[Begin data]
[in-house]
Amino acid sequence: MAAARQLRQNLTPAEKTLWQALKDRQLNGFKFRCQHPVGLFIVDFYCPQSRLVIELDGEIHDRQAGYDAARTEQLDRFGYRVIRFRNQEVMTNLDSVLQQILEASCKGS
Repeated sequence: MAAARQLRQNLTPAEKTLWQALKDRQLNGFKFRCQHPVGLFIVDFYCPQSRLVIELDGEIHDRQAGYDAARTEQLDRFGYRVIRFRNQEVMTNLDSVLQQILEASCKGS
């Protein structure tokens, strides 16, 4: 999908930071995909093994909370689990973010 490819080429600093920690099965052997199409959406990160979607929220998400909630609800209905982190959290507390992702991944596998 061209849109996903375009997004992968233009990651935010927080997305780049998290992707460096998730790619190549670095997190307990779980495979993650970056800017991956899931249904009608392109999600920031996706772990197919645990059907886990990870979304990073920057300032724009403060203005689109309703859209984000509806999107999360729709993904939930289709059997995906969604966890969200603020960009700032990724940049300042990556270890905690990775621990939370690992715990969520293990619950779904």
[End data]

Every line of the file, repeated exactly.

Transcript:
[in-house]
Amino acid sequence: MAAARQLRQNLTPAEKTLWQALKDRQLNGFKFRCQHPVGLFIVDFYCPQSRLVIELDGEIHDRQAGYDAARTEQLDRFGYRVIRFRNQEVMTNLDSVLQQILEASCKGS
Repeated sequence: MAAARQLRQNLTPAEKTLWQALKDRQLNGFKFRCQHPVGLFIVDFYCPQSRLVIELDGEIHDRQAGYDAARTEQLDRFGYRVIRFRNQEVMTNLDSVLQQILEASCKGS
């Protein structure tokens, strides 16, 4: 999908930071995909093994909370689990973010 490819080429600093920690099965052997199409959406990160979607929220998400909630609800209905982190959290507390992702991944596998 061209849109996903375009997004992968233009990651935010927080997305780049998290992707460096998730790619190549670095997190307990779980495979993650970056800017991956899931249904009608392109999600920031996706772990197919645990059907886990990870979304990073920057300032724009403060203005689109309703859209984000509806999107999360729709993904939930289709059997995906969604966890969200603020960009700032990724940049300042990556270890905690990775621990939370690992715990969520293990619950779904």